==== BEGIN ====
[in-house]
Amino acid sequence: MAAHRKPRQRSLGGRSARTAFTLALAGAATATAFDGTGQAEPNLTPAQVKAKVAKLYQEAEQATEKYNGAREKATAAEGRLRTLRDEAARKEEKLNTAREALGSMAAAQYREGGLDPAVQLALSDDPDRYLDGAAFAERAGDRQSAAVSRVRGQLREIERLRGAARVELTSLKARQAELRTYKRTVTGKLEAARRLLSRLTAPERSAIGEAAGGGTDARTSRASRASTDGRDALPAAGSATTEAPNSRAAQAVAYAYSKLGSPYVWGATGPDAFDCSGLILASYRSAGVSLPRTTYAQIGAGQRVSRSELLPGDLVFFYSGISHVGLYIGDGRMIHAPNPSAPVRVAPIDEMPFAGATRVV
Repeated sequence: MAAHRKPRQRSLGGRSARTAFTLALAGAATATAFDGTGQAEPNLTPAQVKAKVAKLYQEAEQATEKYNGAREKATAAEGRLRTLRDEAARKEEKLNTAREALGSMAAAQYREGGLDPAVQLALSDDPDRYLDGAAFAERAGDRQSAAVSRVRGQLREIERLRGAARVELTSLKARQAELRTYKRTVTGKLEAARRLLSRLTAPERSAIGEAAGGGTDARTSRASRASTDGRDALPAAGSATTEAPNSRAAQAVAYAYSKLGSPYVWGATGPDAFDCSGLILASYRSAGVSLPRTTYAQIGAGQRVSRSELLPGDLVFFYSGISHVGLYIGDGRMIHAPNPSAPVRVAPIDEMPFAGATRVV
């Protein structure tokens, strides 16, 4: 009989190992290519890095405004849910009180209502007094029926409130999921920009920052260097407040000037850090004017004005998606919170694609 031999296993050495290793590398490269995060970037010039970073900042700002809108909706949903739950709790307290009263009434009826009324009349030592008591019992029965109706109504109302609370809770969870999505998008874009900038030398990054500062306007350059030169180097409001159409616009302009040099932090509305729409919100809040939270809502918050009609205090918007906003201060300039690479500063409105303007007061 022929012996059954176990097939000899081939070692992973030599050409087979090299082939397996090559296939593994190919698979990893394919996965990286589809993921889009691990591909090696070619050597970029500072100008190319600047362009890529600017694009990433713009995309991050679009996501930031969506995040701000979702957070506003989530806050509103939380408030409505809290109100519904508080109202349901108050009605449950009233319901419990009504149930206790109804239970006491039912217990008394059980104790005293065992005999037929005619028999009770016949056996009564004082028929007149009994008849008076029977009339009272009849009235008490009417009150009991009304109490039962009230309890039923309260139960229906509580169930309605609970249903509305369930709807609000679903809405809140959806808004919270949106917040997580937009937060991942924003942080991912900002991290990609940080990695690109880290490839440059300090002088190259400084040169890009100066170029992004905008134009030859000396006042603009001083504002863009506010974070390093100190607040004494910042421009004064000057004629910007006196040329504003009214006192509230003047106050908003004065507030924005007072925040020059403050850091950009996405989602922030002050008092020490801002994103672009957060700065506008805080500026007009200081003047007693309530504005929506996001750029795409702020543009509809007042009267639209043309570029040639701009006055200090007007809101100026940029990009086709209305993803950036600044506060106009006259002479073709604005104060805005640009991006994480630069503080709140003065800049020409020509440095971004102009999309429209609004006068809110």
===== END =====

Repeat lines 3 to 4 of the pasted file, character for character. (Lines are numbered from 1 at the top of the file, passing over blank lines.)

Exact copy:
Repeated sequence: MAAHRKPRQRSLGGRSARTAFTLALAGAATATAFDGTGQAEPNLTPAQVKAKVAKLYQEAEQATEKYNGAREKATAAEGRLRTLRDEAARKEEKLNTAREALGSMAAAQYREGGLDPAVQLALSDDPDRYLDGAAFAERAGDRQSAAVSRVRGQLREIERLRGAARVELTSLKARQAELRTYKRTVTGKLEAARRLLSRLTAPERSAIGEAAGGGTDARTSRASRASTDGRDALPAAGSATTEAPNSRAAQAVAYAYSKLGSPYVWGATGPDAFDCSGLILASYRSAGVSLPRTTYAQIGAGQRVSRSELLPGDLVFFYSGISHVGLYIGDGRMIHAPNPSAPVRVAPIDEMPFAGATRVV
């Protein structure tokens, strides 16, 4: 009989190992290519890095405004849910009180209502007094029926409130999921920009920052260097407040000037850090004017004005998606919170694609 031999296993050495290793590398490269995060970037010039970073900042700002809108909706949903739950709790307290009263009434009826009324009349030592008591019992029965109706109504109302609370809770969870999505998008874009900038030398990054500062306007350059030169180097409001159409616009302009040099932090509305729409919100809040939270809502918050009609205090918007906003201060300039690479500063409105303007007061 022929012996059954176990097939000899081939070692992973030599050409087979090299082939397996090559296939593994190919698979990893394919996965990286589809993921889009691990591909090696070619050597970029500072100008190319600047362009890529600017694009990433713009995309991050679009996501930031969506995040701000979702957070506003989530806050509103939380408030409505809290109100519904508080109202349901108050009605449950009233319901419990009504149930206790109804239970006491039912217990008394059980104790005293065992005999037929005619028999009770016949056996009564004082028929007149009994008849008076029977009339009272009849009235008490009417009150009991009304109490039962009230309890039923309260139960229906509580169930309605609970249903509305369930709807609000679903809405809140959806808004919270949106917040997580937009937060991942924003942080991912900002991290990609940080990695690109880290490839440059300090002088190259400084040169890009100066170029992004905008134009030859000396006042603009001083504002863009506010974070390093100190607040004494910042421009004064000057004629910007006196040329504003009214006192509230003047106050908003004065507030924005007072925040020059403050850091950009996405989602922030002050008092020490801002994103672009957060700065506008805080500026007009200081003047007693309530504005929506996001750029795409702020543009509809007042009267639209043309570029040639701009006055200090007007809101100026940029990009086709209305993803950036600044506060106009006259002479073709604005104060805005640009991006994480630069503080709140003065800049020409020509440095971004102009999309429209609004006068809110």